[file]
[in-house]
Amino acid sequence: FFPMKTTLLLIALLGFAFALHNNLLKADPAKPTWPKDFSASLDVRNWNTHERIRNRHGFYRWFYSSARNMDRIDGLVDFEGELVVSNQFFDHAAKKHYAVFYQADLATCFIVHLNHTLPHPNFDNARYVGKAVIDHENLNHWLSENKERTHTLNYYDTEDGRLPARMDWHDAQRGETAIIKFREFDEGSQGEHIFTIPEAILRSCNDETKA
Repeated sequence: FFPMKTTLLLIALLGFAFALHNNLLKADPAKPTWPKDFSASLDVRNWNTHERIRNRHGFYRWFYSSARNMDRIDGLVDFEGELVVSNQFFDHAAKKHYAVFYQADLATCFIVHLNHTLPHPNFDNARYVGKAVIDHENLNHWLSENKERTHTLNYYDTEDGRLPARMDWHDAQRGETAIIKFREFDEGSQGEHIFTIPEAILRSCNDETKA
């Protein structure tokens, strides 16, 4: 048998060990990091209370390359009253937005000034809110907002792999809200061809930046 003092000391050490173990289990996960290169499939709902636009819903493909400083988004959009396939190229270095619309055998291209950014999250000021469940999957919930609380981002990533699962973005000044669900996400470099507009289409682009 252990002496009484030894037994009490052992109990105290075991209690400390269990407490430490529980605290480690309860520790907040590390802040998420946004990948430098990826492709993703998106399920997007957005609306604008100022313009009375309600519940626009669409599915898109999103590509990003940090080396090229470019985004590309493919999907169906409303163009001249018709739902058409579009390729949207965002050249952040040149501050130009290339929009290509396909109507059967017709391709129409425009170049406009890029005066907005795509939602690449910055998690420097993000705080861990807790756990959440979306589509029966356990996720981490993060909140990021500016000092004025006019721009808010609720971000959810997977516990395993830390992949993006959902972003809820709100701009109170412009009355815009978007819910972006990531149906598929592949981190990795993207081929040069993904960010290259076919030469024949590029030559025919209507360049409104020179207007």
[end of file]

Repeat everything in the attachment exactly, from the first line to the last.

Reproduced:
[in-house]
Amino acid sequence: FFPMKTTLLLIALLGFAFALHNNLLKADPAKPTWPKDFSASLDVRNWNTHERIRNRHGFYRWFYSSARNMDRIDGLVDFEGELVVSNQFFDHAAKKHYAVFYQADLATCFIVHLNHTLPHPNFDNARYVGKAVIDHENLNHWLSENKERTHTLNYYDTEDGRLPARMDWHDAQRGETAIIKFREFDEGSQGEHIFTIPEAILRSCNDETKA
Repeated sequence: FFPMKTTLLLIALLGFAFALHNNLLKADPAKPTWPKDFSASLDVRNWNTHERIRNRHGFYRWFYSSARNMDRIDGLVDFEGELVVSNQFFDHAAKKHYAVFYQADLATCFIVHLNHTLPHPNFDNARYVGKAVIDHENLNHWLSENKERTHTLNYYDTEDGRLPARMDWHDAQRGETAIIKFREFDEGSQGEHIFTIPEAILRSCNDETKA
């Protein structure tokens, strides 16, 4: 048998060990990091209370390359009253937005000034809110907002792999809200061809930046 003092000391050490173990289990996960290169499939709902636009819903493909400083988004959009396939190229270095619309055998291209950014999250000021469940999957919930609380981002990533699962973005000044669900996400470099507009289409682009 252990002496009484030894037994009490052992109990105290075991209690400390269990407490430490529980605290480690309860520790907040590390802040998420946004990948430098990826492709993703998106399920997007957005609306604008100022313009009375309600519940626009669409599915898109999103590509990003940090080396090229470019985004590309493919999907169906409303163009001249018709739902058409579009390729949207965002050249952040040149501050130009290339929009290509396909109507059967017709391709129409425009170049406009890029005066907005795509939602690449910055998690420097993000705080861990807790756990959440979306589509029966356990996720981490993060909140990021500016000092004025006019721009808010609720971000959810997977516990395993830390992949993006959902972003809820709100701009109170412009009355815009978007819910972006990531149906598929592949981190990795993207081929040069993904960010290259076919030469024949590029030559025919209507360049409104020179207007």